The following is a simple program for building data sets using the United Nation’s COMTRADE API.

Note: this code does not apply to the “Bulk download” API, which allows users to download entire chunks of annual or monthly data. Instead, this program is for making specific, repeated queries for import (export) data between certain countries.

1. First Things First: Some Prepation.

My script loops over lists of reporting countries and their counterparts. I have these lists saved as CSV files.

The UN Comtrade system uses its own coding scheme. Thus, we do not make queries based on country names, but using their identifiers found here coding scheme.

I have list of countries and their corresponding codes saved as .csv files. I have a trade partner list (uncomtrade_partners.csv) and list of reporting countries (uncomtrade_reporting.csv), both of which have the following layout:

The countries I wish to query have a column (data.frame$V3) with a 1 indicating the country I wish to include in my query.

The following code sets takes these .csv files, and creates two lists of UN COMTRADE codes that correspond to the reporting countries I want and the partner countries I want.

## TOP MATTER

# Libraries.
library(rjson)
library(magrittr)
library(httr)
library(RCurl)
library(rvest)
library(data.table)

# A directory where we save things.
/your/file/path -> project_directory


## PREPARE COUNTRY LISTS  

# Deal with partner country list.
"uncomtrade_partners.csv" %>% 
  file.path( codelist_path , . ) %>%
  read.csv( . ) -> partners_dummies

# Get partner list.
partners_dummies[ which( partners_dummies$V3==1 ),] %>%
  .$V1 %>%
  as.vector( . ) -> partners_slist

# Deal with reporting country list.
"uncomtrade_reporting.csv" %>%
  file.path( codelist_path , . ) %>%
  read.csv( . ) -> reporting_dummies 

# Get reporting country list
reporting_dummies[ which( reporting_dummies$V3==1 ) ,]  %>%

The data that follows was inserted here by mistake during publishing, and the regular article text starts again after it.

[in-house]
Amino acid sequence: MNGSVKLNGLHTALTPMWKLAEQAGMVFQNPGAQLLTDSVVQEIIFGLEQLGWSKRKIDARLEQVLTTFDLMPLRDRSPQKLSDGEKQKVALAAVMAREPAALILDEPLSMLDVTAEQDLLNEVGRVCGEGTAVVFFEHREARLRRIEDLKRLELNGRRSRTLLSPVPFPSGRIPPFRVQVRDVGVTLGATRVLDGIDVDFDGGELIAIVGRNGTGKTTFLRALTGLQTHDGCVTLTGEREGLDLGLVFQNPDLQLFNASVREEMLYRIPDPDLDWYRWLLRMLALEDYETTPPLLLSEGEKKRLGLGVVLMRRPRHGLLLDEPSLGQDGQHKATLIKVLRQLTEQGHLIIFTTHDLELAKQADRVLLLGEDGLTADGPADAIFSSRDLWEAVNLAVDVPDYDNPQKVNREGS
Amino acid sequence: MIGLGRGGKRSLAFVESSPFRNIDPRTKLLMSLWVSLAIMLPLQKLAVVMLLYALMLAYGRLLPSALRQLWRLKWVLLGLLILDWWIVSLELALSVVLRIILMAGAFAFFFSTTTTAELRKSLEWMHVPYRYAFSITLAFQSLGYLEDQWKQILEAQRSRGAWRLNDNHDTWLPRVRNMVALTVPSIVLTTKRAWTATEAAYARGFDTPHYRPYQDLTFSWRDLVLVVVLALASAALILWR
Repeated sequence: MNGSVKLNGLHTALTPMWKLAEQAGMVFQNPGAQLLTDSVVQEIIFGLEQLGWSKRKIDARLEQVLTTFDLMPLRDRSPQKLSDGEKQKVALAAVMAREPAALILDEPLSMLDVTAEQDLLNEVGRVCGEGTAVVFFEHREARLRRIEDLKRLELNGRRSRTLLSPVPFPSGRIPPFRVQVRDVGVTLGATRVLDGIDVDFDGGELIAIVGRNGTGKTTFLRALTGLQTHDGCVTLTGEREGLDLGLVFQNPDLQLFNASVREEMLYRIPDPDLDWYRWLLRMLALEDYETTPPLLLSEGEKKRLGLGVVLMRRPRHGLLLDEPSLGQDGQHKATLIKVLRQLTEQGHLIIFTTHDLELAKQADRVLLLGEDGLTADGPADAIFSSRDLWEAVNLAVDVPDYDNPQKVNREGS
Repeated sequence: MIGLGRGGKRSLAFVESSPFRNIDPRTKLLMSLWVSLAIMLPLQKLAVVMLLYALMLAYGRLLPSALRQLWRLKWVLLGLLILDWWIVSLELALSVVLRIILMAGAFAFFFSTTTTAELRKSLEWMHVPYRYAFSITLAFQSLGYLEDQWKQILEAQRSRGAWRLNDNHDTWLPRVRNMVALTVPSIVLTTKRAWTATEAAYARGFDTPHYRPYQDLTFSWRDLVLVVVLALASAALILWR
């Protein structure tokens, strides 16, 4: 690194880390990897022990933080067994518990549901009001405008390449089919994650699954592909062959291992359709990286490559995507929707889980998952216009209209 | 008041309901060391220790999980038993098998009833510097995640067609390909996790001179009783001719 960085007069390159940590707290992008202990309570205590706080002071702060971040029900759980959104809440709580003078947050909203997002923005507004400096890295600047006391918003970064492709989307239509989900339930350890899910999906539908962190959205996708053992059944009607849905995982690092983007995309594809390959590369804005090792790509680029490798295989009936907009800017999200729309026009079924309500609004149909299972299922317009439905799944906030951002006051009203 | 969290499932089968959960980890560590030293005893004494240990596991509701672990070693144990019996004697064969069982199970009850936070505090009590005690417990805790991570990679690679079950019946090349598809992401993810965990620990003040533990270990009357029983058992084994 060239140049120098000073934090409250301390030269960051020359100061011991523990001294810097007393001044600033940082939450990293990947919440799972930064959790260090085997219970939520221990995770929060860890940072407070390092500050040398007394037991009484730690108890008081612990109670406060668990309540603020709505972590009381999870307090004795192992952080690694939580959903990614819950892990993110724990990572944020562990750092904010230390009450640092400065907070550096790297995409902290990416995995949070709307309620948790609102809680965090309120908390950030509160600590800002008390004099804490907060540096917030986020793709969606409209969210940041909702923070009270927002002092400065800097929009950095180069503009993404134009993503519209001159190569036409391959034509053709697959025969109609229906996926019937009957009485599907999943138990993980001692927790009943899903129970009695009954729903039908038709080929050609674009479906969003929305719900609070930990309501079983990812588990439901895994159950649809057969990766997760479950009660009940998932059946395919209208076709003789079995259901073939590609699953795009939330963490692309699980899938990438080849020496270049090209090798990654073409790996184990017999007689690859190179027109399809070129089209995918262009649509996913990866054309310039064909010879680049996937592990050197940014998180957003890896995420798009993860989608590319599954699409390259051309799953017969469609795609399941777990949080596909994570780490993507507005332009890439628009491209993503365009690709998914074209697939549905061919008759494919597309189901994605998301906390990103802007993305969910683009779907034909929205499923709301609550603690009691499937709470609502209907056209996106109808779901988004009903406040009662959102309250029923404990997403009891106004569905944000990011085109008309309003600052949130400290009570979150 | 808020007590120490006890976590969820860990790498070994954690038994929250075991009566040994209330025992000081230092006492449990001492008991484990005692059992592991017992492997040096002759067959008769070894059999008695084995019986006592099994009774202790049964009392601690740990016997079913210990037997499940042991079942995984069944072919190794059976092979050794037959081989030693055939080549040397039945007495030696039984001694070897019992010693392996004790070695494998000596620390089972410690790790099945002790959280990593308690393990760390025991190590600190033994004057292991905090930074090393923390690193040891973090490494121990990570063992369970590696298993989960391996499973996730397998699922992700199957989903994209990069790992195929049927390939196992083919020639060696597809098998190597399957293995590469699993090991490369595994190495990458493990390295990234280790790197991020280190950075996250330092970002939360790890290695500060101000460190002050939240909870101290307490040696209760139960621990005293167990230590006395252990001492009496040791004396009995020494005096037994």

.$V1 %>%
  as.vector( . ) -> reporting_list

2. The Meat: Querying and Saving Data Chunks

Next I define two programs.

The first program is a file for retreiving the UN COMTRADE data in (.csv) form from the UN COMTRADE’s bulk download API.

The following code is based loosely on COMTRADE’s own R code

One important distiction between this code and mine is that I found that on non-Windows computers, the UN’s code didn’t handle HTTPS very well. In fact, using their code I tended to get connection errors, in particular,

Error in curl::curl_fetch_memory(url, handle = handle) : 
 Peer certificate cannot be authenticated with given CA certificates  

Yup, an HTTPS related error.

Thus, the line set_config( config( ssl_verifypeer = 0L ) ) deals with R’s HTTPS issues (As reported here).

Finally, read.csv( text = content( GET(string), as="text" , type = "text/csv" , header = TRUE )) properly retrieves a concatenated HTTPS URL stored in the string, and parsing the retrieved text content into a coherent .CSV table. (The function deals with .JSON-based queries in similar ways, but I just prefer .CSV data.)

## PROGRAM 1. GET DATA FROM THE UN COMTRADE API.

# First deal with HTTPS.
httr::set_config( config( ssl_verifypeer = 0L ) )

# Define UN COMTRADE RETRIEVAL FUNCTION.
get.Comtrade <- function( url="https://comtrade.un.org/api/get?"
                          , maxrec=50000
                          , type="C"
                          , freq="A"